Remember that just as “Love is patient and kind; love does not envy or boast; it is not arrogant or rude. It does not insist on its own way; it is not irritable or resentful” (1 Cor 13:4-5), love also “does not rejoice at wrongdoing, but rejoices with the truth.” (1 Cor 13:6).
You may not call good what is evil, or you will bear the same guilt found in Malachi 2:17: ‘You have wearied the Lord with your words. But you say, “How have we wearied him?” By saying, “Everyone who does evil is good in the sight of the Lord, and he delights in them.” Or by asking, “Where is the God of justice?”’
If God was tired of that more than 2,000 years ago, He’s probably still tired of it now.
This, then, is the heart of how you are to interact with those who reject God: you must be loving towards them and holy in our own lives, relying on the wisdom of the Spirit. Just because our culture calls something good does not mean that it is so, and just because our culture thinks the truth is hateful does not mean that it is so.
Rather, glorify God in your own life and show the grace of God to those who reject Him. Do not compromise God’s truth; do not trade the truth for a lie. But with patience and kindness born of real love and grace, share God’s truth to those who will hear it. That is wisdom straight from Jesus: Do not give dogs what is holy, and do not throw your pearls before pigs, lest they trample them underfoot and turn to attack you” (Matt 7:6).
Disciple those who will be discipled. Don’t waste the time and energy God has given you on those who won’t listen, but wait and listen to the Spirit so that, when the time is right and their hearts are open, they might see and hear and know that Jesus is Lord.
So I pray for you that you might increase in real love for those who are not in the Kingdom. That you might love the truth of God and share it with them with patience and kindness. That you might be wise and loving with those who don’t know God, that they might come to know and love Him!
Love does no wrong to a neighbor; therefore love is the fulfilling of the law. Besides this you know the time, that the hour has come for you to wake from sleep. For salvation is nearer to us now than when we first believed. The night is far gone; the day is at hand. So then let us cast off the works of darkness and put on the armor of light. Let us walk properly as in the daytime, not in orgies and drunkenness, not in sexual immorality and sensuality, not in quarreling and jealousy But put on the Lord Jesus Christ, and make no provision for the flesh, to gratify its desires (Rom 13:10-14).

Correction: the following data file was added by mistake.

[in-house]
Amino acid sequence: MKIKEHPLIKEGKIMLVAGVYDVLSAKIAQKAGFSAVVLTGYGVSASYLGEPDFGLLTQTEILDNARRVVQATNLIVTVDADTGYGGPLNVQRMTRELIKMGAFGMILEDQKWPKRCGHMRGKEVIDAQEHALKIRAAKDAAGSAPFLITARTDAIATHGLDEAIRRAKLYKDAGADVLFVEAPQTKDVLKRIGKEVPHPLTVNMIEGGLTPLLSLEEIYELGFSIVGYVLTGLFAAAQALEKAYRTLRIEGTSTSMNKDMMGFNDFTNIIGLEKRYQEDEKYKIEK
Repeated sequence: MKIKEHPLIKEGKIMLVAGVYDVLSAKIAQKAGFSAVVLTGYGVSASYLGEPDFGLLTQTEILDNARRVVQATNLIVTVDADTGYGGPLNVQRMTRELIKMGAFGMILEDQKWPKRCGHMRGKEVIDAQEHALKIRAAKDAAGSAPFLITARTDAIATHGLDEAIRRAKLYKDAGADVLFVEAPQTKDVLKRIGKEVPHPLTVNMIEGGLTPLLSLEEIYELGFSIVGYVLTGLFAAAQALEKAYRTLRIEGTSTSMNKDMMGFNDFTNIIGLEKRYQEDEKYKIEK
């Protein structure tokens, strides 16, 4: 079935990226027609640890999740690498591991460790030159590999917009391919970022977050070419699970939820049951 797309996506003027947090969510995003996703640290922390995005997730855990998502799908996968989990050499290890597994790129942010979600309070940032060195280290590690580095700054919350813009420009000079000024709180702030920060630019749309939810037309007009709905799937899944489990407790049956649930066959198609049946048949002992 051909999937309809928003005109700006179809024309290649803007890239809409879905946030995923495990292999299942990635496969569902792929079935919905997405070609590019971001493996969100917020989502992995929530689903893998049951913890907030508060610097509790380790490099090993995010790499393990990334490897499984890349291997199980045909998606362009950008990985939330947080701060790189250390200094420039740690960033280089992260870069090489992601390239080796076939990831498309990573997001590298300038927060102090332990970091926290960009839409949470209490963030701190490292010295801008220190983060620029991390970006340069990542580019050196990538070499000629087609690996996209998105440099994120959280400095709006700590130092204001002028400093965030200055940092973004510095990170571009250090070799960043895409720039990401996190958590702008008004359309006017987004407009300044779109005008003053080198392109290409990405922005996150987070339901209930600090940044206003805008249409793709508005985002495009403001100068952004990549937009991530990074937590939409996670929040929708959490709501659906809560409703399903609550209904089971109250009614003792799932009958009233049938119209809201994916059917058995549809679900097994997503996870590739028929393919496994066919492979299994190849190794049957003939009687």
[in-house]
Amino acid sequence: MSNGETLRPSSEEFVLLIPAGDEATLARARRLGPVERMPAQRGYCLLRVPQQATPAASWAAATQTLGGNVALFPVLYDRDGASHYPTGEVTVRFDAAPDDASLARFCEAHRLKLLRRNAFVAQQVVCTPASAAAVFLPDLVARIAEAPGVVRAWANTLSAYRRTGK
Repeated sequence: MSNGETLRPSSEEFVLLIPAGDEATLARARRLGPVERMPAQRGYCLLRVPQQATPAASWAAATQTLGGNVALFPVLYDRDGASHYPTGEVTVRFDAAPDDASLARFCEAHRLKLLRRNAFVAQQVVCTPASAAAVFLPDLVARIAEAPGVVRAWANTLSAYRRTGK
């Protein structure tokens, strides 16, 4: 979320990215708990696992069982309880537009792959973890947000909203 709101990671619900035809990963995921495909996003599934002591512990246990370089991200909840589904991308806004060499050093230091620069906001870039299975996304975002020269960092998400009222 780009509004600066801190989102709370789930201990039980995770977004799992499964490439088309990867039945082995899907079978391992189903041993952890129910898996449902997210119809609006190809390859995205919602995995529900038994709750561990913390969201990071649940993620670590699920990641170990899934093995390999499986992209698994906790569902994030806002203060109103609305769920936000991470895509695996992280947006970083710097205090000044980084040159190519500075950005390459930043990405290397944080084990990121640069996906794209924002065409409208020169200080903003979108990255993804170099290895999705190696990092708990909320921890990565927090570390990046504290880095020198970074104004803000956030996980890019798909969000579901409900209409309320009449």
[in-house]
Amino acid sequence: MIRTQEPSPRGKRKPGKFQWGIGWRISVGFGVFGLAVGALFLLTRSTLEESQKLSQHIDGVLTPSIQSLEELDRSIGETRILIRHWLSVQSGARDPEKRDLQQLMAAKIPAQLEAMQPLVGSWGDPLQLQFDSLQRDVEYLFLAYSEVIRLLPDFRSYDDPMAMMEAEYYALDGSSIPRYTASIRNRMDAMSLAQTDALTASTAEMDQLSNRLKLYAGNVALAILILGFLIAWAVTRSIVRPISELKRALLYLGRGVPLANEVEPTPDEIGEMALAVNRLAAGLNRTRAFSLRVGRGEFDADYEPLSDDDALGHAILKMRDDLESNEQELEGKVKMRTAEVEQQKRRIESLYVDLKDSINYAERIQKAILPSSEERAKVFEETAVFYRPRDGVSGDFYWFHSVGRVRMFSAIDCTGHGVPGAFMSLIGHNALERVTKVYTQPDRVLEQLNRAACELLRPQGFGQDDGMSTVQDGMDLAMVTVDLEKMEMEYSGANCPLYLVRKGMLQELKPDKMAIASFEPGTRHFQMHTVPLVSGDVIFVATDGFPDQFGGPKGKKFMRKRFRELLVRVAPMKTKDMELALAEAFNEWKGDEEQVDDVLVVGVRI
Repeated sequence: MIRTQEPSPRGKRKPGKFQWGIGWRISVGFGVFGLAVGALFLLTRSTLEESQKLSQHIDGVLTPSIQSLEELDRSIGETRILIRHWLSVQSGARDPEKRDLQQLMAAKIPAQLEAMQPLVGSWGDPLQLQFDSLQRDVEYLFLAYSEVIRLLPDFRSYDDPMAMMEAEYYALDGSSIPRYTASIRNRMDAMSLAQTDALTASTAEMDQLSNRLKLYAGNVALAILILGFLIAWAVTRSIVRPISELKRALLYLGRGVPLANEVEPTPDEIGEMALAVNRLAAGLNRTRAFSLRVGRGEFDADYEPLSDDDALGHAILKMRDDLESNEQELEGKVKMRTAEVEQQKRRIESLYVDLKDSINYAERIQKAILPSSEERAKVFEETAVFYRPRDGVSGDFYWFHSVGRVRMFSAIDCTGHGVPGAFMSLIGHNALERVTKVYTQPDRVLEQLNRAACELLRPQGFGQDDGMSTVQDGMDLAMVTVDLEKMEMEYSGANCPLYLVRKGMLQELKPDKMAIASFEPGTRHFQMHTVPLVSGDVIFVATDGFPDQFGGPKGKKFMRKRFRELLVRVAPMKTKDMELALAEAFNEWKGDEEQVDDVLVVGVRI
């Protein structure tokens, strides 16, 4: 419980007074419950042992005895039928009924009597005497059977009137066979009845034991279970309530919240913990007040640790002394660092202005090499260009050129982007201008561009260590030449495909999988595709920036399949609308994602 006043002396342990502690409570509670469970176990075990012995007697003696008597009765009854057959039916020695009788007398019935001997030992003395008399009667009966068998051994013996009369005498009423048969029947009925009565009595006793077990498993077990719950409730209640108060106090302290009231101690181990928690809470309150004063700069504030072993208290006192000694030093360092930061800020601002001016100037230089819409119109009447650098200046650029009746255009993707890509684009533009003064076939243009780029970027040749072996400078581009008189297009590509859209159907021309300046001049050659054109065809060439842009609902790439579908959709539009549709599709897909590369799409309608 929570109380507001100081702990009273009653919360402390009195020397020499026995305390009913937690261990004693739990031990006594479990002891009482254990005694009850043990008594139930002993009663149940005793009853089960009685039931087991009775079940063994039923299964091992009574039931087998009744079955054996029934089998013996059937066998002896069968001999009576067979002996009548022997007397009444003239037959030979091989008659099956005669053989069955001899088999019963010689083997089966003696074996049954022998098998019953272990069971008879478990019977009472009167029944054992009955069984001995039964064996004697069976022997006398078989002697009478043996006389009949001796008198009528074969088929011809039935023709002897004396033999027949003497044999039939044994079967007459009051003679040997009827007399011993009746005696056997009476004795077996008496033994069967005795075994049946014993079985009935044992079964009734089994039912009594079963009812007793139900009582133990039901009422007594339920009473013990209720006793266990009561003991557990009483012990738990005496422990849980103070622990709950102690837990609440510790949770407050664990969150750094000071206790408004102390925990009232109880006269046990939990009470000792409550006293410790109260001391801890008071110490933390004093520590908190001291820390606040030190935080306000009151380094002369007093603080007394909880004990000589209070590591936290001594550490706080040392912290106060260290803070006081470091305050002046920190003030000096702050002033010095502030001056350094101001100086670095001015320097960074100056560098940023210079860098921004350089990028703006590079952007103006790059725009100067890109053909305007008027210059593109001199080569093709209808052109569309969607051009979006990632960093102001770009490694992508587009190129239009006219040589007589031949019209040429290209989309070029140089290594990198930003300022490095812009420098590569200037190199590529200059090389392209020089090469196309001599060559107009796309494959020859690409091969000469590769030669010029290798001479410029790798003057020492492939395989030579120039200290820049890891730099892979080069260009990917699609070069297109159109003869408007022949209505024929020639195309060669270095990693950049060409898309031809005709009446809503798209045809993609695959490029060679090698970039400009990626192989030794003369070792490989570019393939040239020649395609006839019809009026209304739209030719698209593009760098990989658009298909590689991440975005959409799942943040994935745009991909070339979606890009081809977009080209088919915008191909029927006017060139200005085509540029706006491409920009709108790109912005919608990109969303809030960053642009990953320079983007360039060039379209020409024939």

Beloved, I urge you as sojourners and exiles to abstain from the passions of the flesh, which wage war against your soul. Keep your conduct among the Gentiles honorable, so that when they speak against you as evildoers, they may see your good deeds and glorify God on the day of visitation (1 Pet 2:11-12).
Bless those who persecute you; bless and do not curse them. Rejoice with those who rejoice, weep with those who weep. Live in harmony with one another. Do not be haughty, but associate with the lowly. Never be wise in your own sight. Repay no one evil for evil, but give thought to do what is honorable in the sight of all. If possible, so far as it depends on you, live peaceably with all. Beloved, never avenge yourselves, but leave it to the wrath of God, for it is written, “Vengeance is mine, I will repay, says the Lord.” To the contrary, “if your enemy is hungry, feed him; if he is thirsty, give him something to drink; for by so doing you will heap burning coals on his head.” Do not be overcome by evil, but overcome evil with good (Rom 12:14-21).
Now who is there to harm you if you are zealous for what is good? But even if you should suffer for righteousness’ sake, you will be blessed. Have no fear of them, nor be troubled, but in your hearts honor Christ the Lord as holy, always being prepared to make a defense to anyone who asks you for a reason for the hope that is in you; yet do it with gentleness and respect, having a good conscience, so that, when you are slandered, those who revile your good behavior in Christ may be put to shame. For it is better to suffer for doing good, if that should be God’s will, than for doing evil (1 Pet 3:13-17).